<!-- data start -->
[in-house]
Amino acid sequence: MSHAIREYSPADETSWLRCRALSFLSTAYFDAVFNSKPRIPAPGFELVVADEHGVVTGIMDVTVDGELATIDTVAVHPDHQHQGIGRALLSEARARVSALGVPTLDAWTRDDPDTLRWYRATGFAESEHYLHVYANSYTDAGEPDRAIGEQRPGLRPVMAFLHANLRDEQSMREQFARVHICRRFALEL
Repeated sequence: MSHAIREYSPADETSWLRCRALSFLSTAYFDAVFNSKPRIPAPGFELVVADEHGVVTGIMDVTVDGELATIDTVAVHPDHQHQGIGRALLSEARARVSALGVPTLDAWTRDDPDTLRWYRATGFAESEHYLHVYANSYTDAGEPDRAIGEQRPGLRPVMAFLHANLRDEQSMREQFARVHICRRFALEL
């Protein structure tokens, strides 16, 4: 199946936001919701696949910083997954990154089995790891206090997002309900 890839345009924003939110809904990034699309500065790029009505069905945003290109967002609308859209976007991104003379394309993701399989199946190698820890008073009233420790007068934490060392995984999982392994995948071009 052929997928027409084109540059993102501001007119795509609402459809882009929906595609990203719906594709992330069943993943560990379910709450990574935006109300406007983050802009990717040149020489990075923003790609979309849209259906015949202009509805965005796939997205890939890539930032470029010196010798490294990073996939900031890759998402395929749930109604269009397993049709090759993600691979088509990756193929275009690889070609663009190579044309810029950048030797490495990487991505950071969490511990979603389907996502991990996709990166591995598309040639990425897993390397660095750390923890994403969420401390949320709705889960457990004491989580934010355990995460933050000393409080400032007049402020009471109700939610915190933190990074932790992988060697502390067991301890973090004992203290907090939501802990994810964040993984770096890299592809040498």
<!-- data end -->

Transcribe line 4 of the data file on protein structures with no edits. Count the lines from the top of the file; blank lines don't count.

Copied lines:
């Protein structure tokens, strides 16, 4: 199946936001919701696949910083997954990154089995790891206090997002309900 890839345009924003939110809904990034699309500065790029009505069905945003290109967002609308859209976007991104003379394309993701399989199946190698820890008073009233420790007068934490060392995984999982392994995948071009 052929997928027409084109540059993102501001007119795509609402459809882009929906595609990203719906594709992330069943993943560990379910709450990574935006109300406007983050802009990717040149020489990075923003790609979309849209259906015949202009509805965005796939997205890939890539930032470029010196010798490294990073996939900031890759998402395929749930109604269009397993049709090759993600691979088509990756193929275009690889070609663009190579044309810029950048030797490495990487991505950071969490511990979603389907996502991990996709990166591995598309040639990425897993390397660095750390923890994403969420401390949320709705889960457990004491989580934010355990995460933050000393409080400032007049402020009471109700939610915190933190990074932790992988060697502390067991301890973090004992203290907090939501802990994810964040993984770096890299592809040498």